Having first been used on a resupply mission to the ISS in April last year, the Falcon 9 in question was refurbished over a four-month period. Less than a year later, the first stage was used to launch the SES-10 communications satellite – built by Airbus Defence and Space – from Cape Canaveral into geostationary orbit. The 5,300kg Ku-band satellite will provide broadcast coverage and internet connectivity over Latin America.
As well as successfully launching the payload, SpaceX was also able to recover the Falcon 9’s first stage for a second time. The booster landed on the drone ship Of Course I Still Love You, floating down range from the Kennedy Space Centre in the Atlantic Ocean.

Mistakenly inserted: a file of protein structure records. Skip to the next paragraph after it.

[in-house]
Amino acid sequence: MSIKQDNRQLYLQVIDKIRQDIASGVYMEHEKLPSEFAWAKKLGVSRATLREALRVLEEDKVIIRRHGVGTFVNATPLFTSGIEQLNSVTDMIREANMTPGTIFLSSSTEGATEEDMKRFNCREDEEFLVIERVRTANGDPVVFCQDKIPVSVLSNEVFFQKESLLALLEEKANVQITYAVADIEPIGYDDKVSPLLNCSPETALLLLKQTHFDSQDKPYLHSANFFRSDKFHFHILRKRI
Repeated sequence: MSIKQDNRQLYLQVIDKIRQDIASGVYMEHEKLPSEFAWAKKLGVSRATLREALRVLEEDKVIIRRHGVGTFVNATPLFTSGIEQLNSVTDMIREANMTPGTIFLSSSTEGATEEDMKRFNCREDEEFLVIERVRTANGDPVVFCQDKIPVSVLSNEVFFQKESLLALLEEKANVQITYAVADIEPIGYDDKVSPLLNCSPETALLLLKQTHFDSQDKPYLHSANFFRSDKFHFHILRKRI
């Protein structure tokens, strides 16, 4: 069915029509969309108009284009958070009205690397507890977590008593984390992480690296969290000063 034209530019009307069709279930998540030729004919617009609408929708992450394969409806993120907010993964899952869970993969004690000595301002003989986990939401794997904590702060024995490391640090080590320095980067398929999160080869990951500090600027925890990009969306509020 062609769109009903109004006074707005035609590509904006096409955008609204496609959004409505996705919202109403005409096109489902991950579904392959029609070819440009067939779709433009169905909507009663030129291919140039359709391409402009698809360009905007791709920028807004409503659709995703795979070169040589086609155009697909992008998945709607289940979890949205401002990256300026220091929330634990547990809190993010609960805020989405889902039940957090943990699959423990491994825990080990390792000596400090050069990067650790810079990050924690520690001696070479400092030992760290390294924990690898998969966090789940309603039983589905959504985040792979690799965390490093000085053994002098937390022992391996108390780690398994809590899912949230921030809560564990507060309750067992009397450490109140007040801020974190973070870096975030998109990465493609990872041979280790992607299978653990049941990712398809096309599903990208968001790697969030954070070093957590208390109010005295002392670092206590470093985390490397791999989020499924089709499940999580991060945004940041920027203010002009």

According to Gwynne Shotwell, president and COO of SpaceX, while this first refurbishment took place over four months, the ultimate goal is to be able to reuse rockets on the same day. The company is currently working on a final iteration of the Falcon 9, which is due to fly its first mission later this year. Shotwell says this latest version is being designed to re-launch multiple times.
“The final vehicle design spin that we are doing on Falcon 9, that we will be flying later this year, that should be capable of up to 10 or even more (launches),” she said.
Speaking at a post-flight press conference, SpaceX founder Elon Musk expressed his joy at successfully reusing the Falcon 9 for the first time.
“It’s been 15 years to get to this point,” he said. “It’s taken us a long time, a lot of difficult steps along with way, but I am just incredibly proud of the SpaceX team for being able to achieve this incredible milestone in the history of space.”